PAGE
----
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Born : 18 July 1918 (age 92), Mvezo, Union of South Africa
Political party: African National Congress
Spouse(s): Evelyn Ntoko Mase (1944–1957), Winnie Madikizela (1957–1996)
  Graça Machel (1998–present)
Residence: Houghton Estate, South Africa
Nelson Rolihlahla Mandela served as President of South Africa from 1994 to 1999, and was the first South African president to be elected in a fully representative democratic election. Before his presidency, Mandela was an anti-apartheid activist, and the leader of Umkhonto we Sizwe, the armed wing of the African National Congress (ANC). In 1962 he was arrested and convicted of sabotage and other charges, and sentenced to life in prison. Mandela served 27 years in prison, spending many of these years on Robben Island.
Following his release from prison on 11 February 1990, Mandela led his party in the negotiations that led to multi-racial democracy in 1994. As president from 1994 to 1999, he frequently gave priority to reconHoughton Estate, South Africaciliation.
In South Africa, Mandela is often known as Madiba, an honorary title adopted by elders of Mandela's clan.
Mandela has received more than 250 awards over four decades, including the 1993 Nobel Peace Prize.
Political activity
After the 1948 election victory of the Afrikaner-dominated National Party, which supported the apartheid policy of racial segregation, Mandela began actively participating in politics. He led prominently in the ANC's 1952 Defiance Campaign and the 1955 Congress of the People, whose adoption of the Freedom Charter provided the fundamental basis of the anti-apartheid cause. During this time, Mandela and fellow lawyerOliver Tambo operated the law firm of Mandela and Tambo, providing free or low-cost legal counsel to many blacks who lacked attorney representation.
Mahatma Gandhi influenced Mandela's approach, and subsequently the methods of succeeding generations of South African anti-apartheid activists. (Mandela later took part in the 29–30 January 2007 conference in New Delhi marking the 100th anniversary of Gandhi's introduction of satyagraha (non-violent resistance) in South Africa).
Initially committed to nonviolent resistance, Mandela and 150 others were arrested on 5 December 1956 and charged with treason. The marathonTreason Trial of 1956–1961 followed, with all defendants receiving acquittals. From 1952–1959, a new class of black activists known as the Africanists disrupted ANC activities in the townships, demanding more drastic steps against the National Party regime. The ANC leadership under Albert Luthuli, Oliver Tambo and Walter Sisulu felt not only that the Africanists were moving too fast but also that they challenged their leadership. The ANC leadership consequently bolstered their position through alliances with small White, Coloured, and Indian political parties in an attempt to give the appearance of wider appeal than the Africanists. The Africanists ridiculed the 1955 Freedom Charter Kliptown Conference for the concession of the 100,000-strong ANC to just a single vote in a Congressional alliance. Four secretaries-general of the five participating parties secretly belonged to the reconstituted South African Communist Party (SACP). In 2003 Blade Nzimande, the SACP General Secretary, revealed that Walter Sisulu, the ANC Secretary-General, secretly joined the SACP in 1955 which meant all five Secretaries General were SACP and thus explains why Sisulu relegated the ANC from a dominant role to one of five equals.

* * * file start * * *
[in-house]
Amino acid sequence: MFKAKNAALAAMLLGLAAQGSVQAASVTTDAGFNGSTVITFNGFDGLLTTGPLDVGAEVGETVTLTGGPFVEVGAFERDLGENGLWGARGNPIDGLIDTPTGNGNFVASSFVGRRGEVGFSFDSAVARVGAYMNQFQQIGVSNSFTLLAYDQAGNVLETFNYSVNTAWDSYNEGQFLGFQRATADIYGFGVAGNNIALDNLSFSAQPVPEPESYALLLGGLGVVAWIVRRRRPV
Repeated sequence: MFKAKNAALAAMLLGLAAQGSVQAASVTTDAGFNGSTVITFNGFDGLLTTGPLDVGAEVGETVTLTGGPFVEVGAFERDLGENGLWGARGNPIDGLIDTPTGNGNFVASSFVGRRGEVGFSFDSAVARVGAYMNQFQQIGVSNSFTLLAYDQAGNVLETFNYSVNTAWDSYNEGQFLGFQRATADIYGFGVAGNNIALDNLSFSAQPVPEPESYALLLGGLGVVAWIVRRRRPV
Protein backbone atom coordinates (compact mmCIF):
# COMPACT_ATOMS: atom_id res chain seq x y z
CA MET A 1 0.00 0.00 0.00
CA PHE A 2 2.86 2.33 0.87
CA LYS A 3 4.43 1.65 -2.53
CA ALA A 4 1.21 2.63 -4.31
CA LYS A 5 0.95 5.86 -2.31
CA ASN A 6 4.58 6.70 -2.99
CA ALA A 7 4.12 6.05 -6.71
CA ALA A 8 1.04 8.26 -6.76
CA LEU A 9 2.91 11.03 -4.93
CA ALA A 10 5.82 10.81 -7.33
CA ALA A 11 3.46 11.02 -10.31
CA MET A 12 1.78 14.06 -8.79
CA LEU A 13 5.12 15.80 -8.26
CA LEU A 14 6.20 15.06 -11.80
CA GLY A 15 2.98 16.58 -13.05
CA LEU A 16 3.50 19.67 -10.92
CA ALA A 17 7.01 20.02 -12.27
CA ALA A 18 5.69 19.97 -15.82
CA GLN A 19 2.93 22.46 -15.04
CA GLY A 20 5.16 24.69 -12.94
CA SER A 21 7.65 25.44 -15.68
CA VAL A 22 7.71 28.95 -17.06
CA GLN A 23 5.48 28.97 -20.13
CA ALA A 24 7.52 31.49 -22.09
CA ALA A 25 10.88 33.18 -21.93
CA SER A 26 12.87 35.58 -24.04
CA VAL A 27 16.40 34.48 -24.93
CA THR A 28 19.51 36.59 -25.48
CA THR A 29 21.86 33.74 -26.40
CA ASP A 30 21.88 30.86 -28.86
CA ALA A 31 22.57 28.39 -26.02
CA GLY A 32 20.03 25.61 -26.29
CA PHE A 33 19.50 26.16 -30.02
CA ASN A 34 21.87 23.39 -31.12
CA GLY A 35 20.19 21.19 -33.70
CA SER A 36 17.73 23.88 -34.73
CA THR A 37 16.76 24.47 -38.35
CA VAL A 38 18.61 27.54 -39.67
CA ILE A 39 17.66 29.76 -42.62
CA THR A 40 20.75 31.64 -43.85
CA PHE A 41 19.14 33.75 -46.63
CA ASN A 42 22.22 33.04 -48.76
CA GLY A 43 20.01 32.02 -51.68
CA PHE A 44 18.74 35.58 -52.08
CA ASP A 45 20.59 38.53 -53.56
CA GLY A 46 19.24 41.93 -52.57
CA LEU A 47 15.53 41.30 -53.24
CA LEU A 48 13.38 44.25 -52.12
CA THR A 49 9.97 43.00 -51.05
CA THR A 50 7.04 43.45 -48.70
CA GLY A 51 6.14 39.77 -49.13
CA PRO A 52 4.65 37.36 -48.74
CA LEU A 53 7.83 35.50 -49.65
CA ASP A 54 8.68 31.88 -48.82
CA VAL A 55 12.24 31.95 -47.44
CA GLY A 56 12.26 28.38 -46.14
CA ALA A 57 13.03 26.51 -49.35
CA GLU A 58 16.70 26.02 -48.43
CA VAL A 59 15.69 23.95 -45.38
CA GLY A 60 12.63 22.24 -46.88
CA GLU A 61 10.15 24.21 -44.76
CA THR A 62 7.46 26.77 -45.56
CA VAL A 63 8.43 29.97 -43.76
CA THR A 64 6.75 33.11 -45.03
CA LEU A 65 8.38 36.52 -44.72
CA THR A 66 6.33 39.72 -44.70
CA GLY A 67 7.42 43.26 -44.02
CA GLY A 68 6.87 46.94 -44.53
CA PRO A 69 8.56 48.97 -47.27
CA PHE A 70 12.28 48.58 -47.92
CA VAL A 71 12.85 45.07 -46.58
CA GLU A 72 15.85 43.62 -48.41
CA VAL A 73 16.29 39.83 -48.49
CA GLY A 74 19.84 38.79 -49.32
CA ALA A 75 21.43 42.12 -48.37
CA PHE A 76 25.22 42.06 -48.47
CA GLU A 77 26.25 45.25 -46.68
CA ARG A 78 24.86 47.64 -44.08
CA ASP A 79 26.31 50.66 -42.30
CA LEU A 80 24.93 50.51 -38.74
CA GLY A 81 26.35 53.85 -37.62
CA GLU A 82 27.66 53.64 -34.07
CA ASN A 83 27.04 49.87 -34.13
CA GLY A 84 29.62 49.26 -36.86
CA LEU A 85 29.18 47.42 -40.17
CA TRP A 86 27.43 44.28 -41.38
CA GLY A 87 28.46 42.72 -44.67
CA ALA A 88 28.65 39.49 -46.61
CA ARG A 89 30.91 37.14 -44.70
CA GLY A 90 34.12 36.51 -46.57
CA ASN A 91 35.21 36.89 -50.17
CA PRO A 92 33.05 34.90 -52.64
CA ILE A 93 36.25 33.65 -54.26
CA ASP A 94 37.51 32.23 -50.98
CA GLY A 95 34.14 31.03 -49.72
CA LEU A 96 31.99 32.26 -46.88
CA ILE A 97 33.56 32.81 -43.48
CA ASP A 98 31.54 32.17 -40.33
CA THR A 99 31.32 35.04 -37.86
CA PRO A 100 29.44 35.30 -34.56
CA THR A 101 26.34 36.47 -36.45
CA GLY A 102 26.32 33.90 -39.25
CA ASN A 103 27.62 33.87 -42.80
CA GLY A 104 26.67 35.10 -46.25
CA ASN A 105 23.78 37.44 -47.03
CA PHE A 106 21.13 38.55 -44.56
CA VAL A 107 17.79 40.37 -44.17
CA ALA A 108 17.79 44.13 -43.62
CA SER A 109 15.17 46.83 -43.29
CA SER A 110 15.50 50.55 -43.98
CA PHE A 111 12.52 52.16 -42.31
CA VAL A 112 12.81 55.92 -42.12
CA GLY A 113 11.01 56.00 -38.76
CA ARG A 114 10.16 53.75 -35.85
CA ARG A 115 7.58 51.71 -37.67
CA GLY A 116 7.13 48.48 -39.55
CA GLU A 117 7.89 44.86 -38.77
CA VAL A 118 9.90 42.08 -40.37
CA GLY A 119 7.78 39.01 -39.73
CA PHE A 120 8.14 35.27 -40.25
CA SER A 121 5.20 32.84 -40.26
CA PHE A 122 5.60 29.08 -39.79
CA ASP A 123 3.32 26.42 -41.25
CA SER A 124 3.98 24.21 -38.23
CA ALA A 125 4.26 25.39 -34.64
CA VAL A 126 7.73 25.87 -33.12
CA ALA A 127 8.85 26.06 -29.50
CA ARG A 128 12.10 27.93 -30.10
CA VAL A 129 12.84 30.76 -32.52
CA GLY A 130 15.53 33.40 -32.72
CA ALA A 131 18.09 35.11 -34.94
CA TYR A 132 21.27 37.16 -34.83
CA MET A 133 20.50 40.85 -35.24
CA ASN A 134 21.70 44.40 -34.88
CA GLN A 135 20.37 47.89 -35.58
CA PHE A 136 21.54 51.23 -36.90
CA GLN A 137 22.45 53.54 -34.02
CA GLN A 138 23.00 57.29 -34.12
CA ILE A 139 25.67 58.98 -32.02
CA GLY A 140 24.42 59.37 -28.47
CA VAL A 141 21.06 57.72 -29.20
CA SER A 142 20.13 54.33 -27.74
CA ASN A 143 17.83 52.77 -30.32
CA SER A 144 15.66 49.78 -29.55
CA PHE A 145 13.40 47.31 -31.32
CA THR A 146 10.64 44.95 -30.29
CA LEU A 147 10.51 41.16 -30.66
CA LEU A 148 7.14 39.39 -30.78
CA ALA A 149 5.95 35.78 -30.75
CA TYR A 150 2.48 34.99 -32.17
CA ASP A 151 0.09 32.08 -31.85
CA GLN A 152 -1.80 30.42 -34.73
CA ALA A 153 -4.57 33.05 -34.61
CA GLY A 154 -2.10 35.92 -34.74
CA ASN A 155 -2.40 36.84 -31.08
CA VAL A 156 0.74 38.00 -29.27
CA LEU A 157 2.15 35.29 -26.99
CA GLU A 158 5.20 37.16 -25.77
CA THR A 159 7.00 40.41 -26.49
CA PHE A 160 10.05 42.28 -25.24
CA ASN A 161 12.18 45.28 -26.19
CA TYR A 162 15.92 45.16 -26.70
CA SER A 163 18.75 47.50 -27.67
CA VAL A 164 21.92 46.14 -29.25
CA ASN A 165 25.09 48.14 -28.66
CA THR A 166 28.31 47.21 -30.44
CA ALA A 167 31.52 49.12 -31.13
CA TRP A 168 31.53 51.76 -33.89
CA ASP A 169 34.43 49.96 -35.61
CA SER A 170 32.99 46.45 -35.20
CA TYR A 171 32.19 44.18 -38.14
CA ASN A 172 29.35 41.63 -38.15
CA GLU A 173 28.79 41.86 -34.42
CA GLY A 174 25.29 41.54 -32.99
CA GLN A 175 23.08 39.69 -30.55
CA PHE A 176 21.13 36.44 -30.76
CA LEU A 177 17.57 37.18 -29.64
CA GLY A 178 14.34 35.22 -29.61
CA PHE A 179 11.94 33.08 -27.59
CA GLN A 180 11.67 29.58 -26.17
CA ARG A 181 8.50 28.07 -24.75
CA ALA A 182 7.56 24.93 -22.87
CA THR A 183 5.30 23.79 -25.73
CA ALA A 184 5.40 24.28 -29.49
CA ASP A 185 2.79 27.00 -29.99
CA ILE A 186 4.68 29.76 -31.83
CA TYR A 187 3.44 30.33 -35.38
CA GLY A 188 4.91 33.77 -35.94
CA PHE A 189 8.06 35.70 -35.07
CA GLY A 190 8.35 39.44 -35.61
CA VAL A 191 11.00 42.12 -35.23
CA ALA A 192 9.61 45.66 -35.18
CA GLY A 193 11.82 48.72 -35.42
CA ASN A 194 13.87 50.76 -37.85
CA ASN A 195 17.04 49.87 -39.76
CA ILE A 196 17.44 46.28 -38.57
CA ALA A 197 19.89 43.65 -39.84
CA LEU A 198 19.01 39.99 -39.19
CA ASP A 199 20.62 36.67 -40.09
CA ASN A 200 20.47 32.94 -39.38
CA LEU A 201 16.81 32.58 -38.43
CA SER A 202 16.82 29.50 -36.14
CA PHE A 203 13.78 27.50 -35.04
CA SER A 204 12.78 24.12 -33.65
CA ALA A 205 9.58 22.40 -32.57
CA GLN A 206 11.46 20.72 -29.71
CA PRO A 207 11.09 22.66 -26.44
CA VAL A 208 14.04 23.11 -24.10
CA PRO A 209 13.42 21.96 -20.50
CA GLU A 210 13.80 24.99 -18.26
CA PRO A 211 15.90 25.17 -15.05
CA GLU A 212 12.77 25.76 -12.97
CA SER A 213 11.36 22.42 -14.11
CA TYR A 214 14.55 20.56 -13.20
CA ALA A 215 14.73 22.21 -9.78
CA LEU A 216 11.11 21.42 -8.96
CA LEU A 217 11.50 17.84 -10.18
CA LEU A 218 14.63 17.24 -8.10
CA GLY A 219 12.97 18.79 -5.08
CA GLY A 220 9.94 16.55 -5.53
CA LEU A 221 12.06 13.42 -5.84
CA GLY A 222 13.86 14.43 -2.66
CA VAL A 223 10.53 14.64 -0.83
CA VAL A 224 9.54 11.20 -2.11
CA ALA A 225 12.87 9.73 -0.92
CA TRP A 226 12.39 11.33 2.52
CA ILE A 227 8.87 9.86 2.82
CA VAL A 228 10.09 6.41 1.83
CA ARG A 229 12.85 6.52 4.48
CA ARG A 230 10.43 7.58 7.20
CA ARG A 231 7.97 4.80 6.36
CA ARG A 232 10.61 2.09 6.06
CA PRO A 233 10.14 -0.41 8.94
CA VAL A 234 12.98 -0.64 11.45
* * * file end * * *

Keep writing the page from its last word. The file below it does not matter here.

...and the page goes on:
In 1959, the ANC lost its most militant support when most of the Africanists, with financial support from Ghana and significant political support from the Transvaal-based Basotho, broke away to form the Pan Africanist Congress (PAC) under the direction of Robert Sobukwe and Potlako Leballo.
Arrest and Rivonia trial
On 5 August 1962 Mandela was arrested after living on the run for seventeen months, and was imprisoned in the Johannesburg Fort. The arrest was made possible because the U.S.Central Intelligence Agency (CIA) tipped off the security police as to Mandela's whereabouts and disguise. Three days later, the charges of leading workers to strike in 1961 and leaving the country illegally were read to him during a court appearance. On 25 October 1962, Mandela was sentenced to five years in prison. Two years later on 11 June 1964, a verdict had been reached concerning his previous engagement in the African National Congress (ANC).
While Mandela was imprisoned, police arrested prominent ANC leaders on 11 July 1963, at Liliesleaf Farm, Rivonia, north of Johannesburg. Mandela was brought in, and at the Rivonia Trial they were charged by the chief prosecutor Dr. Percy Yutar with the capital crimes of sabotage (which Mandela admitted) and crimes which were equivalent to treason, but easier for the government to prove. The second charge accused the defendants of plotting a foreign invasion of South Africa, which Mandela denied.
In his statement from the dock at the opening of the defence case in the trial on 20 April 1964 at Pretoria Supreme Court, Mandela laid out the reasoning in the ANC's choice to use violence as a tactic. His statement described how the ANC had used peaceful means to resist apartheid for years until the Sharpeville Massacre. That event coupled with the referendum establishing the Republic of South Africa and the declaration of a state of emergency along with the banning of the ANC made it clear to Mandela and his compatriots that their only choice was to resist through acts of sabotage and that doing otherwise would have been tantamount to unconditional surrender. Mandela went on to explain how they developed the Manifesto of Umkhonto we Sizwe on 16 December 1961 intent on exposing the failure of the National Party's policies after the economy would be threatened by foreigners' unwillingness to risk investing in the country. He closed his statement with these words: "During my lifetime I have dedicated myself to the struggle of the African people. I have fought against white domination, and I have fought against black domination. I have cherished the ideal of a democratic and free society in which all persons live together in harmony and with equal opportunities. It is an ideal which I hope to live for and to achieve. But if needs be, it is an ideal for which I am prepared to die.